Answering Ann: "What is the importance of arts education in the future of IA?"
I had two awkward questions after my talk at the UK UPA's World Usability Day event last night. One was basically "Does journalism have a future? Discuss" a topic which frankly I could bore for England on. And you know that if part of your answer starts "Well I shouldn't stand here criticising other newspapers....but...." you've probably gone off piste.
The second question was from Ann Danylkiw, and she spoke to me afterwards to complain that I hadn't really answered it. Now, since I know her and have even interviewed her on currybetdotnet, and since I learned from the master I don't like passing up on the opportunity to turn a question into a blog post. So here is a fuller more considered answer than she would have got in the Q&A itself.
Ann's question was to ask "what is the importance of arts education in the future of IA?".
Despite a lot of people assuming I am a techie through and through, the most commonly quoted description of IA as a discipline calls it 'the emerging art and science of organising websites', and my own academic background is in the arts - I studied History at University. I've said before that I think a lot of my understanding of the journalistic process is because it isn't a hundred miles removed from 'doing history'. You don't get to do so many eyewitness interviews, but you do spend a lot of time digging through differing accounts of the same thing, trying to work out who is hiding what, and who has which agenda, to get to the truth of the matter.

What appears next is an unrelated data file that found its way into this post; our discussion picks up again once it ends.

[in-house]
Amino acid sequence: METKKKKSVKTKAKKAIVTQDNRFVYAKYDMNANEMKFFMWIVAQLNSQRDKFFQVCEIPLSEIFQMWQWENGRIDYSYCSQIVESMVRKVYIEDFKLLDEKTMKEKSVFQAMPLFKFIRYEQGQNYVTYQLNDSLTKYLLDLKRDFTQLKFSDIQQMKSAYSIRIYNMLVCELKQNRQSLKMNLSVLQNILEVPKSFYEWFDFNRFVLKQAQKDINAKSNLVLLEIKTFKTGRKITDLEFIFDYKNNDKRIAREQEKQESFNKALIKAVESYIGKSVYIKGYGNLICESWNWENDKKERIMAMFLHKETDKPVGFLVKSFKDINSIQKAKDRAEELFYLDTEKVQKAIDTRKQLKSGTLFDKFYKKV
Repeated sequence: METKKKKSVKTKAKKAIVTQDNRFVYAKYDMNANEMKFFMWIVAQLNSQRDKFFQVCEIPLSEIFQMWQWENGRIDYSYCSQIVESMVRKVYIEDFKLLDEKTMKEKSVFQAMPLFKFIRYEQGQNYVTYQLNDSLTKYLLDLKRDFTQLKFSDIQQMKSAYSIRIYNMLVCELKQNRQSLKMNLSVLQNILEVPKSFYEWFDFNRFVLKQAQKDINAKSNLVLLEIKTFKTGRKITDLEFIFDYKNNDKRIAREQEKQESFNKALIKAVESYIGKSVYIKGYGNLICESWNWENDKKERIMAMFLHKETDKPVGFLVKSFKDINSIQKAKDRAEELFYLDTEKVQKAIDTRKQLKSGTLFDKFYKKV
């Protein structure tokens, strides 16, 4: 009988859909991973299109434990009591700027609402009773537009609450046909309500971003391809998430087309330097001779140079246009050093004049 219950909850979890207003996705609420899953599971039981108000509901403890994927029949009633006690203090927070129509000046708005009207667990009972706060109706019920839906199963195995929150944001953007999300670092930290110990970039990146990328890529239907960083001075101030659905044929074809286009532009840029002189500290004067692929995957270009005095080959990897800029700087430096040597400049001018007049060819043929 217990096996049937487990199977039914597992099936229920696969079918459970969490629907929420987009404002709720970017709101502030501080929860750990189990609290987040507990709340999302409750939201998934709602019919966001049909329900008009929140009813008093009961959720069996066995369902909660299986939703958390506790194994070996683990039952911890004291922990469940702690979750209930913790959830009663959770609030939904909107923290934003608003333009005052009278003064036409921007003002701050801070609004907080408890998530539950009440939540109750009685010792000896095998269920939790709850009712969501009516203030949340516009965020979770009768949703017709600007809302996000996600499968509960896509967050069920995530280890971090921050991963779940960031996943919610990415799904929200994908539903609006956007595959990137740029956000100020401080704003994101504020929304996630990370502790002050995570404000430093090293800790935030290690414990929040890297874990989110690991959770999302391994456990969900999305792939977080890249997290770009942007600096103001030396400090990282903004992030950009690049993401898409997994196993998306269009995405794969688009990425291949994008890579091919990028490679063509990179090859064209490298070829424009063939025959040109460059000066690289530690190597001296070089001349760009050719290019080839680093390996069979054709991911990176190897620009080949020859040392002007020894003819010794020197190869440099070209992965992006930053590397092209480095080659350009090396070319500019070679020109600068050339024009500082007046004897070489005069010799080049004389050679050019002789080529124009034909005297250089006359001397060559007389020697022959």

Whilst there is clearly a lot of science in IA, I do think that some of the skills that you get from studying arts and humanities are important. The three key ones I would pick out would be:
Empathy. Your job as an IA is to understand how information is consumed, and to enable consumers to manipulate that information. Without empathy, which I think disciplines like literary studies and history help you to develop, you can't even attempt to get into the mind of the user.
Critical thinking. I find it vital to be able to critique ideas, systems and established practice in order to determine whether you have got your user flows, production tools and designs optimised.
Communication. I mentioned at EuroIA that a lot of the time deliverables are not about building a product, they are about providing material that enables a project to get started. If you don't have an understanding of tone and register, you'll never be able to communicate and sell IA within a business.
I hope that is a better answer than the one I gave yesterday, where, having given a presentation that featured a screen cap of a special feature from a Doctor Who DVD, my argument that I wasn't geeky was less than convincing.